Leah Solomon
Leah Solomon
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We tell ourselves that our soldiers would not shoot for no reason

We must fight hatred of Jews as if there's no oppression in this land, and we must fight the injustices of our own government and army as if there's no antisemitism
Family and friends mourn near the body of Mohammad al Alaami. (Wisam Hashlamoun/Flash90 via Times of Israel

In times like these, I find it hard to understand how we, Israeli and American Jews, can continue not recognizing the massive costs of Israel’s military presence in the West Bank. How can so many of us — caring, moral, good people — go happily about our lives while being implicated every day in the horrific consequences of our ever-changing status quo? How can we not be doing everything in our power to end oppression and injustice and change the reality for the better?

I can’t imagine what I would do if I was the mother of the 12-year-old boy, Mohammed al Alaami, killed last week by an Israeli soldier while sitting in his father’s car, on their way home from buying groceries. The most innocent and human of acts, buying food for one’s family, in one’s own town. There is no claim that Mohammed, his father, or any Palestinian involved in this incident committed or attempted any act of violence. The army has presented it simply as a tragic accident.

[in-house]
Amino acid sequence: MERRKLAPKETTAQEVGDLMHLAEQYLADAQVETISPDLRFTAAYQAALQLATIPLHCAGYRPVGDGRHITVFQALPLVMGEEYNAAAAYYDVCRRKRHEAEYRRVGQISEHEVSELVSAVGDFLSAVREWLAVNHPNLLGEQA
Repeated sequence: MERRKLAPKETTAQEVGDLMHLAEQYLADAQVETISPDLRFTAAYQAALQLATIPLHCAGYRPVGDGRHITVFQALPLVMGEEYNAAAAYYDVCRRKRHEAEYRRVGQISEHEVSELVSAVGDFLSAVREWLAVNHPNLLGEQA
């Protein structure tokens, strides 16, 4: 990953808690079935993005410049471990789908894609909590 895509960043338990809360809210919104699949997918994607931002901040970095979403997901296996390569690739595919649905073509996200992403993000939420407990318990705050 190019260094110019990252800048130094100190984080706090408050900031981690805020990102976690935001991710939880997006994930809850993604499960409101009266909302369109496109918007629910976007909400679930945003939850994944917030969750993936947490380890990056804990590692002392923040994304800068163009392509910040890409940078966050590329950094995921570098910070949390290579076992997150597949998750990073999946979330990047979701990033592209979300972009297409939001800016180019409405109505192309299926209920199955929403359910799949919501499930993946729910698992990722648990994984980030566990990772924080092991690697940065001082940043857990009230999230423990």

And not only was Mohammed shot and killed. This happened against the backdrop of a community burying a stillborn baby, an already devastating moment made horrifying when IDF soldiers exhumed the baby’s corpse on suspicion of — well, not clear exactly what, but somehow related to the fact that an army post stands next to the town’s cemetery where the baby was buried. And as if that weren’t bad enough, soldiers then shot and killed a 20-year old who was attending Mohammed’s funeral — again, in his own town, with no Israeli civilians in sight. And Mohammed’s father, who supports his family by working inside Israel, will now likely lose his work permit due to a policy of revoking permits of family members of Palestinians killed by the IDF, for fear that these bereaved human beings will commit violent acts against Israeli Jews.